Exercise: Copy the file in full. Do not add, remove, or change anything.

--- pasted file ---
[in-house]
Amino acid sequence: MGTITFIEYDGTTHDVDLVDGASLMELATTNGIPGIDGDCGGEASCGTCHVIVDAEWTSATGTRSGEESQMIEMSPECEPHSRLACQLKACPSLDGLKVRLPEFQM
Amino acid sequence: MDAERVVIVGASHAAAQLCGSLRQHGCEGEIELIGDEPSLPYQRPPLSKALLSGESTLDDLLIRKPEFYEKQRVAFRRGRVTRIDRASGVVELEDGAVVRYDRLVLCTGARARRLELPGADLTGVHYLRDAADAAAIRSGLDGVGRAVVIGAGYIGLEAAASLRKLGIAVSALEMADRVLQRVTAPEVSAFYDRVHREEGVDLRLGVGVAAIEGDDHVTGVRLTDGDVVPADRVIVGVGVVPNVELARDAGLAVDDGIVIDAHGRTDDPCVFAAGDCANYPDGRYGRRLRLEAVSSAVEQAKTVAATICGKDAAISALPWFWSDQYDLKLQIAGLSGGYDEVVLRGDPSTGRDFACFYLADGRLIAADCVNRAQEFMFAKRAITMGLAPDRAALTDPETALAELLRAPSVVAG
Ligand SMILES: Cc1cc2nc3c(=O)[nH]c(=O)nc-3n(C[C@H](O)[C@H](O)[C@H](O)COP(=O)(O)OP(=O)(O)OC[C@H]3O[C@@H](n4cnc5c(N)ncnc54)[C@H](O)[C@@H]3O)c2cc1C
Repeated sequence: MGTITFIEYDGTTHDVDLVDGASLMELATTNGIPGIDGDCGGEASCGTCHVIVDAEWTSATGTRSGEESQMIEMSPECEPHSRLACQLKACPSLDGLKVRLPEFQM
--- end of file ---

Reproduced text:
[in-house]
Amino acid sequence: MGTITFIEYDGTTHDVDLVDGASLMELATTNGIPGIDGDCGGEASCGTCHVIVDAEWTSATGTRSGEESQMIEMSPECEPHSRLACQLKACPSLDGLKVRLPEFQM
Amino acid sequence: MDAERVVIVGASHAAAQLCGSLRQHGCEGEIELIGDEPSLPYQRPPLSKALLSGESTLDDLLIRKPEFYEKQRVAFRRGRVTRIDRASGVVELEDGAVVRYDRLVLCTGARARRLELPGADLTGVHYLRDAADAAAIRSGLDGVGRAVVIGAGYIGLEAAASLRKLGIAVSALEMADRVLQRVTAPEVSAFYDRVHREEGVDLRLGVGVAAIEGDDHVTGVRLTDGDVVPADRVIVGVGVVPNVELARDAGLAVDDGIVIDAHGRTDDPCVFAAGDCANYPDGRYGRRLRLEAVSSAVEQAKTVAATICGKDAAISALPWFWSDQYDLKLQIAGLSGGYDEVVLRGDPSTGRDFACFYLADGRLIAADCVNRAQEFMFAKRAITMGLAPDRAALTDPETALAELLRAPSVVAG
Ligand SMILES: Cc1cc2nc3c(=O)[nH]c(=O)nc-3n(C[C@H](O)[C@H](O)[C@H](O)COP(=O)(O)OP(=O)(O)OC[C@H]3O[C@@H](n4cnc5c(N)ncnc54)[C@H](O)[C@@H]3O)c2cc1C
Repeated sequence: MGTITFIEYDGTTHDVDLVDGASLMELATTNGIPGIDGDCGGEASCGTCHVIVDAEWTSATGTRSGEESQMIEMSPECEPHSRLACQLKACPSLDGLKVRLPEFQM